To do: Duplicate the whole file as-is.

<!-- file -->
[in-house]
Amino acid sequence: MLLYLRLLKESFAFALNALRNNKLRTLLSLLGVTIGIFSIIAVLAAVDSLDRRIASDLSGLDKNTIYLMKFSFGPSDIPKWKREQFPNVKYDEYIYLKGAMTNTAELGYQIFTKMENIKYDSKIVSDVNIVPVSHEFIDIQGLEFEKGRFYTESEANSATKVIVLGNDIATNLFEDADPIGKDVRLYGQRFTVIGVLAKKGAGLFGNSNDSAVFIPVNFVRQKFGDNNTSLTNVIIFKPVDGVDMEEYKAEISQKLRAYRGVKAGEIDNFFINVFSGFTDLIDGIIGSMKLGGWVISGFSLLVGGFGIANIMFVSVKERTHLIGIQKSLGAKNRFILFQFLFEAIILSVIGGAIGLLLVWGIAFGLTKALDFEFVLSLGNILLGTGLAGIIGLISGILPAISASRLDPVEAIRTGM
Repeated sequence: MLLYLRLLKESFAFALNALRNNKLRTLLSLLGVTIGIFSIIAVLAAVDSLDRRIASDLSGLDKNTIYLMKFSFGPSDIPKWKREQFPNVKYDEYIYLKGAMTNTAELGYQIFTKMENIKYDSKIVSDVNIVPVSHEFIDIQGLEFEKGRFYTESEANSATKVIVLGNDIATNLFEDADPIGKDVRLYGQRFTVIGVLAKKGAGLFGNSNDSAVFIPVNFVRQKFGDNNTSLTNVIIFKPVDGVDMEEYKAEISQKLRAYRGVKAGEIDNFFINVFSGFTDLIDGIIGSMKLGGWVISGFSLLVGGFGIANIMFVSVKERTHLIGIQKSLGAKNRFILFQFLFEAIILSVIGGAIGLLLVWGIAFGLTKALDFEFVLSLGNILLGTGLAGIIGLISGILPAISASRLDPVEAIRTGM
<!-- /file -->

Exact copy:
[in-house]
Amino acid sequence: MLLYLRLLKESFAFALNALRNNKLRTLLSLLGVTIGIFSIIAVLAAVDSLDRRIASDLSGLDKNTIYLMKFSFGPSDIPKWKREQFPNVKYDEYIYLKGAMTNTAELGYQIFTKMENIKYDSKIVSDVNIVPVSHEFIDIQGLEFEKGRFYTESEANSATKVIVLGNDIATNLFEDADPIGKDVRLYGQRFTVIGVLAKKGAGLFGNSNDSAVFIPVNFVRQKFGDNNTSLTNVIIFKPVDGVDMEEYKAEISQKLRAYRGVKAGEIDNFFINVFSGFTDLIDGIIGSMKLGGWVISGFSLLVGGFGIANIMFVSVKERTHLIGIQKSLGAKNRFILFQFLFEAIILSVIGGAIGLLLVWGIAFGLTKALDFEFVLSLGNILLGTGLAGIIGLISGILPAISASRLDPVEAIRTGM
Repeated sequence: MLLYLRLLKESFAFALNALRNNKLRTLLSLLGVTIGIFSIIAVLAAVDSLDRRIASDLSGLDKNTIYLMKFSFGPSDIPKWKREQFPNVKYDEYIYLKGAMTNTAELGYQIFTKMENIKYDSKIVSDVNIVPVSHEFIDIQGLEFEKGRFYTESEANSATKVIVLGNDIATNLFEDADPIGKDVRLYGQRFTVIGVLAKKGAGLFGNSNDSAVFIPVNFVRQKFGDNNTSLTNVIIFKPVDGVDMEEYKAEISQKLRAYRGVKAGEIDNFFINVFSGFTDLIDGIIGSMKLGGWVISGFSLLVGGFGIANIMFVSVKERTHLIGIQKSLGAKNRFILFQFLFEAIILSVIGGAIGLLLVWGIAFGLTKALDFEFVLSLGNILLGTGLAGIIGLISGILPAISASRLDPVEAIRTGM